Yet the banner caption running on MSNBC read, “Unrest In Venezuela Over Trump Donations” — what many following the events in Venezuela criticized as sloppy reporting to the point of fake news.

No argument there.

Continue reading HERE.

Reports from Cuba: Ex-Minister: Cuba earns $11.5 billion from export of professional services

14yMedio reports via Translating Cuba:

Ex-Minister: Cuba Earns $11.5 Billion From Export of Professional Services

Cuban professional services abroad are the main source of foreign exchange for the government and represent an estimated 11.543 billion dollars annually, according to an article published in the official press by the island’s former Minister of the Economy, José Luis Rodríguez.

Most of the income comes from the more than 50,000 healthcare professionals who work in some sixty countries around the world, nearly half of whom are doctors and specialists in different branches of medicine.

The recently published Health Statistics Yearbook 2016 reveals that Cuban professionals are in 24 countries in Latin America and the Caribbean, in almost three dozen African countries, and in the Middle East, East Asia and the Pacific. In Europe they are present in Russia and Portugal.

In 2014, the Cuban government said that the country obtained 8.2 billion dollars for the provision of health services abroad, a figure that would have declined after the fall in oil prices and the crisis in Venezuela. It also maintains other cooperation programs from which it receives dividends, such as the export of professionals in education, technicians, engineers and athletes.

Venezuela is the main market for Cuban professionals. In the health sector alone it is estimated that more than 28,000 Cuban professionals remain in that country as a part of the agreements that the government of Hugo Chaves and his successor, Nicolás Maduro, pay for with oil.

According to Maduro, Venezuela has invested more than 250 billion dollars in health agreements between both nations since 1999. More than 124,000 Cuban professionals in that sector have worked in Venezuela, said the president.

The second country in terms of numbers of Cuban professionals is Brazil, which since the beginning of the More Doctors program, in 2013, has contracted through the Pan American Health Organization for 11,400 Cuban professionals.

Following the ousting of President Dilma Rousseff, Cuba renegotiated the contract and gained a 9% increase in the salaries of professionals. The country also renewed the contract for the island’s professionals for three more years. However, the thousands of Cubans who have contracted marriages with Brazilians to obtain permanent residence, and the more than 1,600 who are in the process of validating their credentials in Brazil and separating themselves from the guardianship of Havana, have caused Cuba to suspend the sending of new doctors to Brazil to avoid desertions.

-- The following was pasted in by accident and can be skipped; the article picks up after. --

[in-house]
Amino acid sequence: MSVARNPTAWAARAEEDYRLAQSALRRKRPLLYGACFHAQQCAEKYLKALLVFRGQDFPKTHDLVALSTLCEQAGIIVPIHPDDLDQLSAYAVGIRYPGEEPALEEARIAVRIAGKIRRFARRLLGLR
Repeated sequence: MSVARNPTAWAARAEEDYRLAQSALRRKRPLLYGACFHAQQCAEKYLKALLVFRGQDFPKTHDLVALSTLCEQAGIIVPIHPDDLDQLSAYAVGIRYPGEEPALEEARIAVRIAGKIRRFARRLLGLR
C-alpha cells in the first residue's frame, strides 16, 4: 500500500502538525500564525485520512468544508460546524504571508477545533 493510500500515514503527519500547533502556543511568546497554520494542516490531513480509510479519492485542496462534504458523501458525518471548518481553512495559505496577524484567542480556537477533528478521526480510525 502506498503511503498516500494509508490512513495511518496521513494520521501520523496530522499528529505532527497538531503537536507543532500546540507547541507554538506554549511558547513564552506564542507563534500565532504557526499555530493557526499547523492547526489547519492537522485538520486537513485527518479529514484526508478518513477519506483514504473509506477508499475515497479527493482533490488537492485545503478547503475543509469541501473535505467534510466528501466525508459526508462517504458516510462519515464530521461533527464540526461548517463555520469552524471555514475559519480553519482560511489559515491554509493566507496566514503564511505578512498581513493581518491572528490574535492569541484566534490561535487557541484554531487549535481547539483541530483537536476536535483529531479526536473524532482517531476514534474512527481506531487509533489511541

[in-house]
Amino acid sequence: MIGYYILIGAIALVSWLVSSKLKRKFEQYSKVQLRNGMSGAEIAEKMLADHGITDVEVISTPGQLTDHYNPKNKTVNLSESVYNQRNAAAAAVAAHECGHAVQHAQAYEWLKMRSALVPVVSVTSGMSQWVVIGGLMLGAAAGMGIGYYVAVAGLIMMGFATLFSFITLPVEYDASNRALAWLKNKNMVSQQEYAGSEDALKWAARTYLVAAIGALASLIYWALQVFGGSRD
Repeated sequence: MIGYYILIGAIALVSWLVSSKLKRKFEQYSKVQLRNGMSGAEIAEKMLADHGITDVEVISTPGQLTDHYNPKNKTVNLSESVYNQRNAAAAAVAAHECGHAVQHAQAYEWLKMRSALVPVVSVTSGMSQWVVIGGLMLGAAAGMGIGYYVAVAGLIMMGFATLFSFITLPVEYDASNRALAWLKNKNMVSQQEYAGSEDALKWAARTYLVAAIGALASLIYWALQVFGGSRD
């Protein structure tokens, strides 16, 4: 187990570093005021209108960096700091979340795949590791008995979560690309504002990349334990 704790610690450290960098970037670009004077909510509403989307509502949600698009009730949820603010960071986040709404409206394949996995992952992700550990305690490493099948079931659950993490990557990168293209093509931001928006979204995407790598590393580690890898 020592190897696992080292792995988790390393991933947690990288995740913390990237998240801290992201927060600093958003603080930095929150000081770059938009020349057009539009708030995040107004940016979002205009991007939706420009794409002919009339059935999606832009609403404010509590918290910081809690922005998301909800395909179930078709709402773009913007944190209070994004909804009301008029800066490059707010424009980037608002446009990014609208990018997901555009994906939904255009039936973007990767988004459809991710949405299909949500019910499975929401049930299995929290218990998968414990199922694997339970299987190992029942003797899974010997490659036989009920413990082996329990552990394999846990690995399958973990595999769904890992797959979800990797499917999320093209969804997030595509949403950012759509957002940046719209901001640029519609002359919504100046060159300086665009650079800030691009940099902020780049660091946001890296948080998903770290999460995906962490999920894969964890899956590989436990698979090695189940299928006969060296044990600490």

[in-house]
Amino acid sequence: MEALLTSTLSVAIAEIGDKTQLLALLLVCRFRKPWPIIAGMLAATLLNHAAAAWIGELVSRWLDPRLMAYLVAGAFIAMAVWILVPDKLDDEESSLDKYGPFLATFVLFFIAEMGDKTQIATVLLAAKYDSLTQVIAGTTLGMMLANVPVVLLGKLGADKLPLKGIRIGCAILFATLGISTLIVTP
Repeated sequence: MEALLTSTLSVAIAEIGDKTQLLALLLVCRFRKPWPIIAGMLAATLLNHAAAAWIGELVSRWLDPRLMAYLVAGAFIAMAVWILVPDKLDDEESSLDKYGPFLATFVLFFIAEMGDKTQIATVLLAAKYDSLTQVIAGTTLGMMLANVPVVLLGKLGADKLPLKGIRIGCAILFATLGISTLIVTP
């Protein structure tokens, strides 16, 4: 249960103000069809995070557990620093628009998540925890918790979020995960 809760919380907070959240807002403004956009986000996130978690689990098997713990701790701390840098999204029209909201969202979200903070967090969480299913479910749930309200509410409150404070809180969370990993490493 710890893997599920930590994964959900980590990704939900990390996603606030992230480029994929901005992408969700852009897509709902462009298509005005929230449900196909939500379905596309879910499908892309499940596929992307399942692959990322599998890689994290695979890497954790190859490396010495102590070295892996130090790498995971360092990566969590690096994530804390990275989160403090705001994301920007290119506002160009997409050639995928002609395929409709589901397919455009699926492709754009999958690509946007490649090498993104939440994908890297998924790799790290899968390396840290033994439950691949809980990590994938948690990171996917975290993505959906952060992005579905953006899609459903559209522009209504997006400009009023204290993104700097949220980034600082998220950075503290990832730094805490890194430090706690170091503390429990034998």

The Cuban government, through the Cuban Medical Services Dealer, offers workers on the island, whose salary is around $40 a month, some benefits and better remuneration if they will agree to go on the missions. In no case do the professionals negotiate their contracts directly with the employer, which is why the Cuban authorities keep between 50 and 75% of the income.

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A ‘March of Silence for the Fallen’ today in Venezuela in honor of those murdered by the dictatorship

A silent march in honor of those murdered by Venezuela’s puppet dictatorship is taking place in that country today.

John Suarez has the report in Notes from the Cuban Exile Quarter:

March of Silence for the Fallen: Remembering the Maduro regime’s victims

Silent marches and vigils for Maduro’s victims in Venezuela

The Maduro regime is killing young Venezuelans in order to provoke a violent response for the opposition. It is a trap for the opposition as was seen in Syria. A civic movement abandoning nonviolence and fighting the regime militarily is taking the fight to ground where the dictatorship has the advantage. Rather than falling into the trap, nonviolent opposition is organizing a nonviolent silent march later today to remember those killed and demand justice.

Mobilizing millions of Venezuelans to nonviolently resist the Maduro dictatorship has a better chance of forcing a democratic transition and the ouster of the regime. The alternative would be civil war and the odds are it would lead to the permanence of the Maduro regime with the aide of Cuban soldiers and intelligence assets.

Paola Ramírez and Carlos Moreno both shot in the head on April 19, 2017 in Venezuela.

Shooting young Venezuelans in the head to terrorize demonstrators and provoke a response has been a Maduro regime tactic since at least February 2014.

Beginning on February 12, 2014 regime agents shot Bassil Alejandro Dacosta, age 24 in the head. One of the young students who carried Bassil off after he was shot was Robert Redman, age 28, who reported later that day over twitter: “Today I was hit with a rock in the back, a helmet in my nose. I swallowed tear-gas, Carried the kid who died, and what did you do?” That same day he was also gunned down by Maduro’s colectivos, working in concert with his security forces, and murdered. The killings continued.

Continue reading HERE.